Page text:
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Today will be the first performance for my elementary instrumentalists. We title this performance our Performing Arts Showcase because we showcase the students who are participating in extra-curricular ensembles, such as our philharmonic, our musical theater class, and in the past, our young chorus, our older chorus, and our jazz band. This showcase also features our fifth grade instrument class.
A few years back, the school supported having the fifth graders learn the saxophone, clarinet, or flute in a group setting as one of their three general music classes in the seven-day cycle. We purchased instruments for the students to learn on and I taught them in a 17:1 ratio. As the years’ progressed, I was able to convince my colleague to split the class so she would teach the saxophones separately and I would teach the flutes and clarinets together. This made for an 8:1 and an 9:1 ratio. Much more manageable. Though a saxophone and clarinet grouping would be more logical, unfortunately, the saxophones tend to dominate with their sound. We were finding from the exit interviews we were conducting with the students that they were very frustrated to be in the same class as saxophonists. Therefore, we divided the groups this way and the exit interviews have proven that the students feel more successful with this saxophone and clarinet/flute division.
At the end of the fall trimester, we feature the fifth grade instrument classes on this showcase. They perform one of their previous recorder pieces they have learned in third and fourth grade. The students learn recorder in the third and fourth grades and then move on to learn the saxophone, clarinet, or flute because it has a natural progression in technique and breath. Today, my flutes and clarinets are performing “Skating Away” from Don Muro’s Introducing BAG. They played this on recorder back in third grade and were excited to be able to play it again on another instrument. In addition, I transposed the recording so that the clarinets are performing this song on E and D and the flutes are performing this song on D and C. This is a great way to have the flutists achieve that first challenge of moving between the notes D and C. The students sounded wonderful this morning as we warmed up and were very excited to show off what they have learned so far in class to the school and to their parents. Skating Away only requires two notes. Don does an amazing job with the original accompaniments that my students feel like rock stars every time they perform with his recordings. I used audacity to change the key of the recording, which worked very well. When they perform today, the 3rd graders will be excited to hear their recorder piece in another way.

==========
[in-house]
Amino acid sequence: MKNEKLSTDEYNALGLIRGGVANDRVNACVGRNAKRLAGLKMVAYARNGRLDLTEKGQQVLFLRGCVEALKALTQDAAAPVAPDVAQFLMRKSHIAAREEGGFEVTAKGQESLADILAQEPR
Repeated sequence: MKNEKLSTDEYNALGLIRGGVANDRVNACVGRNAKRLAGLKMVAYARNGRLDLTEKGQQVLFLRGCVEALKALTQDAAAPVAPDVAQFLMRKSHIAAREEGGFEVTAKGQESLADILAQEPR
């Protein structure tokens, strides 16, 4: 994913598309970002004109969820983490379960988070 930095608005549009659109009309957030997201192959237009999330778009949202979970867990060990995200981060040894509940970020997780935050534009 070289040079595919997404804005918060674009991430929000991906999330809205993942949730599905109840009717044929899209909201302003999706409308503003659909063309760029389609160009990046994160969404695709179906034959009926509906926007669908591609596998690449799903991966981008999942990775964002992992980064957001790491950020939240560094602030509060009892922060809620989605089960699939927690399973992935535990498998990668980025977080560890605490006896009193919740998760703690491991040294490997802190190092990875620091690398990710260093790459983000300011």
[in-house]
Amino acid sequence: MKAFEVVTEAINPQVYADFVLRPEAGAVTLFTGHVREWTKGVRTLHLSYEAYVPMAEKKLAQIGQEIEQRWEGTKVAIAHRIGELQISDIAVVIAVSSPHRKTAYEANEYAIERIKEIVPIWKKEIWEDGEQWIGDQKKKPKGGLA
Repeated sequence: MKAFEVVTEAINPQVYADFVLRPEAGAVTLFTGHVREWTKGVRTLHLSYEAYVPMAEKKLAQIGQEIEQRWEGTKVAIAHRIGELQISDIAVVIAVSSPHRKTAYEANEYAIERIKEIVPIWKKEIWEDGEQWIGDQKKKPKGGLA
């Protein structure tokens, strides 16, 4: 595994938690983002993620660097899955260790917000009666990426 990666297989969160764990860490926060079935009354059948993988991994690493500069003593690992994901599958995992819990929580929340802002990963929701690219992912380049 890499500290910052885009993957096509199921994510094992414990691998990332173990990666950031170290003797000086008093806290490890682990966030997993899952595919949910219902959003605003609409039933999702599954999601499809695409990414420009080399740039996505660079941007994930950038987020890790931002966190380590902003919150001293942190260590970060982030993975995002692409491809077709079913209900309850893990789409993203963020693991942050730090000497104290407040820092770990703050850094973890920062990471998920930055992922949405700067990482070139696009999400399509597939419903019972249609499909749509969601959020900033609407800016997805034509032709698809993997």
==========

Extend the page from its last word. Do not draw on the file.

My philharmonic is a compilation of students who are studying woodwinds, brass, strings, and percussion in grades four through eight. I adore this ensemble because they are diligent workers. I love the variety of skill levels because I watch my young, novice players, learn so much from the older, advanced players. I also instill in my advanced players that they are leaders and their skills and actions shape the way the ensemble sounds and performs. Since my ensemble is small with an eclectic instrumentation, I arrange many public domain pieces for them. It works well and they feel very successful perform.
I thoroughly enjoy this program and this performance today. It occurs twice a year and the improvement these two ensembles experience from this showcase to the spring showcase is amazing.
Amy M. Burns is an elementary music educator, clinician, author, and musician. She currently works at Far Hills Country Day School in Far Hills, NJ teaching PreK through Grade 3 general music, grade 5 instrumental music, and grades 4-8 instrumental band. She is the author of Technology Integration in the Elementary Music Classroom, Help! I am an Elementary Music Teacher with a SMART Board, and Help! I am an Elementary Music Teacher with One or more iPads! She is also an author for Online Learning Exchange™ Interactive Music powered by Silver Burdett. She has given numerous presentations on integrating technology into the elementary music classroom as well as being a keynote speaker for music technology conferences in Texas, Indiana, St. Maarten, and Australia. She is the recipient of the 2005 TI:ME Teacher of the Year Award, the 2016 NJ Master Music Teacher Award, the 2016 NJ Governor’s Leader in Arts Education Award, and the 2017 Non-Public School Teacher of the Year Award. You can find out more about Amy at her website: amymburns.com